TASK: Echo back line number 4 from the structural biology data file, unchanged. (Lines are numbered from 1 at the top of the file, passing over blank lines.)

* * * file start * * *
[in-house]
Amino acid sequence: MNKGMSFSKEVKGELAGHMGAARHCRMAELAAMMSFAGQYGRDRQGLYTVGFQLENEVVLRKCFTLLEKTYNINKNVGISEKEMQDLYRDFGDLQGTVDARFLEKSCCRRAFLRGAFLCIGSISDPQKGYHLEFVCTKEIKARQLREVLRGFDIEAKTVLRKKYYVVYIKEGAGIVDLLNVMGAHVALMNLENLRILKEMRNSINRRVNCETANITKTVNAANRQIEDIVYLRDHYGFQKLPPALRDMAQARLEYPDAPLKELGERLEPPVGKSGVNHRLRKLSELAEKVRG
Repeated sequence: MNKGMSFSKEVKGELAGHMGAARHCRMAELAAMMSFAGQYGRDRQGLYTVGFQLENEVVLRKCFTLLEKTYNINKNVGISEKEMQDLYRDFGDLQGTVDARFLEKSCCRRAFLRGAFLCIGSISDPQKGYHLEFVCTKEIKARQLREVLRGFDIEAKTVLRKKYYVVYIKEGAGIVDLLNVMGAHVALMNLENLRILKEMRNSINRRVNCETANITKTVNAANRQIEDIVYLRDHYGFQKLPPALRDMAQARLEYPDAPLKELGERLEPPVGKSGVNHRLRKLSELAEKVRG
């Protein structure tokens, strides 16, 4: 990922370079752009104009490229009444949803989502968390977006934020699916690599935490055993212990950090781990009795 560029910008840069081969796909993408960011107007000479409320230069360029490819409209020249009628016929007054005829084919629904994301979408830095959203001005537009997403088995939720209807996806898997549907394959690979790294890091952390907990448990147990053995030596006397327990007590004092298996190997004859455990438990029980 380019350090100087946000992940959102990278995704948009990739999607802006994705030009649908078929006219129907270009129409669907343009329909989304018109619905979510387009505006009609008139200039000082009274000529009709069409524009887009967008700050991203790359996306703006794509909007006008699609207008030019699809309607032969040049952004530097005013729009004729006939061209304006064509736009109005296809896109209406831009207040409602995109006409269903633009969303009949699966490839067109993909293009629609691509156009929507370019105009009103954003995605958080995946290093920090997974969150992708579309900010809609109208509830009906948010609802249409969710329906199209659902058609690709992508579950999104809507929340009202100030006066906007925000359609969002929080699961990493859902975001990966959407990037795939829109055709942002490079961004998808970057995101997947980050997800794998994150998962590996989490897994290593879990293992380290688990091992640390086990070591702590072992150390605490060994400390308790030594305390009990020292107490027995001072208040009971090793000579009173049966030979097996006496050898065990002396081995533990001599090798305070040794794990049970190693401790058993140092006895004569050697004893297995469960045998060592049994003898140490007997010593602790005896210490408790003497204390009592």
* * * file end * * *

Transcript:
């Protein structure tokens, strides 16, 4: 990922370079752009104009490229009444949803989502968390977006934020699916690599935490055993212990950090781990009795 560029910008840069081969796909993408960011107007000479409320230069360029490819409209020249009628016929007054005829084919629904994301979408830095959203001005537009997403088995939720209807996806898997549907394959690979790294890091952390907990448990147990053995030596006397327990007590004092298996190997004859455990438990029980 380019350090100087946000992940959102990278995704948009990739999607802006994705030009649908078929006219129907270009129409669907343009329909989304018109619905979510387009505006009609008139200039000082009274000529009709069409524009887009967008700050991203790359996306703006794509909007006008699609207008030019699809309607032969040049952004530097005013729009004729006939061209304006064509736009109005296809896109209406831009207040409602995109006409269903633009969303009949699966490839067109993909293009629609691509156009929507370019105009009103954003995605958080995946290093920090997974969150992708579309900010809609109208509830009906948010609802249409969710329906199209659902058609690709992508579950999104809507929340009202100030006066906007925000359609969002929080699961990493859902975001990966959407990037795939829109055709942002490079961004998808970057995101997947980050997800794998994150998962590996989490897994290593879990293992380290688990091992640390086990070591702590072992150390605490060994400390308790030594305390009990020292107490027995001072208040009971090793000579009173049966030979097996006496050898065990002396081995533990001599090798305070040794794990049970190693401790058993140092006895004569050697004893297995469960045998060592049994003898140490007997010593602790005896210490408790003497204390009592």